Sharing one connection amongst multiple threads is the intended usage. There are multiple reasons:
- Connections are threadsafe.
- Redis is single-threaded. Using multiple connections to one host makes obviously no sense as there is no performance gain due to the lack of Redis processing parallelism.
- Connection pooling opens multiple connections. Although this might make sense for transaction and blocking command isolation, pooling may cause performance degradation. A single Redis server that receives connections from multiple application servers is kept busy in the first place with accepting and managing connections. The single-threaded Redis nature affects also the process of accepting and dropping connections.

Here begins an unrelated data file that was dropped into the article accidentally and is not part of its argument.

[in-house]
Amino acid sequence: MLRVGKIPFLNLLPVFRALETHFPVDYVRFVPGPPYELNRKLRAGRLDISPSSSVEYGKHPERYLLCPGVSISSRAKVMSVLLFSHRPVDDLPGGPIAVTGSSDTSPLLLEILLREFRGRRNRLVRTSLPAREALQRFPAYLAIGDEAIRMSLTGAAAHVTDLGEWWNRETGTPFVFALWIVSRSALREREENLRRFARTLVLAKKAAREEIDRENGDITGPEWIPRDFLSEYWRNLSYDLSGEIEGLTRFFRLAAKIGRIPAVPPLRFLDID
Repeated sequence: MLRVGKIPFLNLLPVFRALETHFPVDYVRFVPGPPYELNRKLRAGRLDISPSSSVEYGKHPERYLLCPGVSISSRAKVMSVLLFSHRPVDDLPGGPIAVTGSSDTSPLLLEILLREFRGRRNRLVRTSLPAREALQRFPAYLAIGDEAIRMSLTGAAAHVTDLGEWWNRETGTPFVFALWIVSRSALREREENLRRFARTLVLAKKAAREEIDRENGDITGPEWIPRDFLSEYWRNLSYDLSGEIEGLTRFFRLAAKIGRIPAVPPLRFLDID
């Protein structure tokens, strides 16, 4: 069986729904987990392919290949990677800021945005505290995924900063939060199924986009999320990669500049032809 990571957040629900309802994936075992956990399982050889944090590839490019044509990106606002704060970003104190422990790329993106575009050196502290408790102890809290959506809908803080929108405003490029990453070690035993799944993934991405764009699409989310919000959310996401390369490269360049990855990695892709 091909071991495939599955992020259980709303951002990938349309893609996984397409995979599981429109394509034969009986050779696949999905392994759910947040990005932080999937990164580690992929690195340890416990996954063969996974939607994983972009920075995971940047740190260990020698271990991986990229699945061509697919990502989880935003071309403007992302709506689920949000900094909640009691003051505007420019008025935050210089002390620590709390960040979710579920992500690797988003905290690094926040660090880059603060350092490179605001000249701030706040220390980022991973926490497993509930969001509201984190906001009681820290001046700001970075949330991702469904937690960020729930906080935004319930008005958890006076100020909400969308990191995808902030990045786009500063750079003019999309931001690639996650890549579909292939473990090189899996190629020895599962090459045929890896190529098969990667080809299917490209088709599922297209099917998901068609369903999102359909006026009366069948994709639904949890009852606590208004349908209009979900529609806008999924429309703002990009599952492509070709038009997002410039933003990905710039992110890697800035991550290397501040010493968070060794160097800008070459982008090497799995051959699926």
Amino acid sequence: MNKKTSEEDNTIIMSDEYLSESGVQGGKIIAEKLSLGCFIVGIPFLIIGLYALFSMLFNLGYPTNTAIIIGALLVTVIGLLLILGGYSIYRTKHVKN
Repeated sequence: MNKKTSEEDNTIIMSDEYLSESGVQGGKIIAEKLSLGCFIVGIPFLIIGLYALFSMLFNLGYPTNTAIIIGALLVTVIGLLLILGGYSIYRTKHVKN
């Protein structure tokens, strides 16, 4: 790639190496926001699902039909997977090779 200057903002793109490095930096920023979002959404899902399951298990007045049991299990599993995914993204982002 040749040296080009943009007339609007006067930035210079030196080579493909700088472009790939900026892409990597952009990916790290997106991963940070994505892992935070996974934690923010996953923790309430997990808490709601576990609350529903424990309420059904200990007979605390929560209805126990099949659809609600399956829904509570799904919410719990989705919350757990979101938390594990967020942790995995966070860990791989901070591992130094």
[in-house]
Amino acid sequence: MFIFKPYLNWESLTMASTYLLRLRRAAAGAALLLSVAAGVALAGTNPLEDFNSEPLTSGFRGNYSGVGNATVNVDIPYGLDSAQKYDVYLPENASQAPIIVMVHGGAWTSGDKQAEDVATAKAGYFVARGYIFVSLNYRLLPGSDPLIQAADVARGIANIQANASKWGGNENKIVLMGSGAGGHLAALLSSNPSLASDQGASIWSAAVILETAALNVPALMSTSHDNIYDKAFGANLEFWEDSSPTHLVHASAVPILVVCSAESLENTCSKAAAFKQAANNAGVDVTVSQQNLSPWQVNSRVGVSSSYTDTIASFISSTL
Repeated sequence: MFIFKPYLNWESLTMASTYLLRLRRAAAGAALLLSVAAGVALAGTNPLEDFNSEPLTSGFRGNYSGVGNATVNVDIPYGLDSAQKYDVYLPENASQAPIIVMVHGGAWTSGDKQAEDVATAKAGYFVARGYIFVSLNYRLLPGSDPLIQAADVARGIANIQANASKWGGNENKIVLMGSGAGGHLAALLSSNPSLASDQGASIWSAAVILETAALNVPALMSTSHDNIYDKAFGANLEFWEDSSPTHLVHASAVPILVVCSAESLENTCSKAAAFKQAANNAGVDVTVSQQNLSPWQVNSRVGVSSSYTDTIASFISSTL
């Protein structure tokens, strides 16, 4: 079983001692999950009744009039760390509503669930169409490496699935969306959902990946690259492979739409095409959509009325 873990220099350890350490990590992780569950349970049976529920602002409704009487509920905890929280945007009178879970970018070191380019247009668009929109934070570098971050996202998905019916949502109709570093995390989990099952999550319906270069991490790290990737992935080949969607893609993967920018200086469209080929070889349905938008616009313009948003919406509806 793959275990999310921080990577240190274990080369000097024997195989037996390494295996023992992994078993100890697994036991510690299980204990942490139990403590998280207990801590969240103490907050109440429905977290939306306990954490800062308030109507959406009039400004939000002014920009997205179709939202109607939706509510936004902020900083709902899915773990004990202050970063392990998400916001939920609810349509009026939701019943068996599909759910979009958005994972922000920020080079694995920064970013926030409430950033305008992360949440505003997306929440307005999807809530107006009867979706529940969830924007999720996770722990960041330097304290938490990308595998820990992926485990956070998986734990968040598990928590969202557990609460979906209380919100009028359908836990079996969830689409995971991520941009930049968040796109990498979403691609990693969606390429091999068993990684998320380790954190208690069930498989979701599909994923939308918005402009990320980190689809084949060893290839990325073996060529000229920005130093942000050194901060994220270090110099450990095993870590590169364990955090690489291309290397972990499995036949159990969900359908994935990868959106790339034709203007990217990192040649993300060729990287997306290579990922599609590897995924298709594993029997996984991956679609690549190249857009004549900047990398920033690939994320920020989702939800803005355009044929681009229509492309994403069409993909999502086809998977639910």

Regarding pipelining: lettuce does not await command completion before sending subsequent commands to Redis which means lettuce uses pipelining by default. The only way to prevent pipelining is outside synchronization on command invocation.
Each command is flushed directly to the TCP connection. Lettuce can use batching to group commands before flushing them to the connection. Command flushing is a manual thing and more intended for bulk loading and not for reactive use.
There are two more things:
- The wiki should answer your questions in a deeper level of detail: https://github.com/mp911de/lettuce/wiki
- Lettuce migrates away from RxJava 1 to a Reactive Streams API based on Project Reactor. That happens with lettuce 5.0 of which the first beta is already available.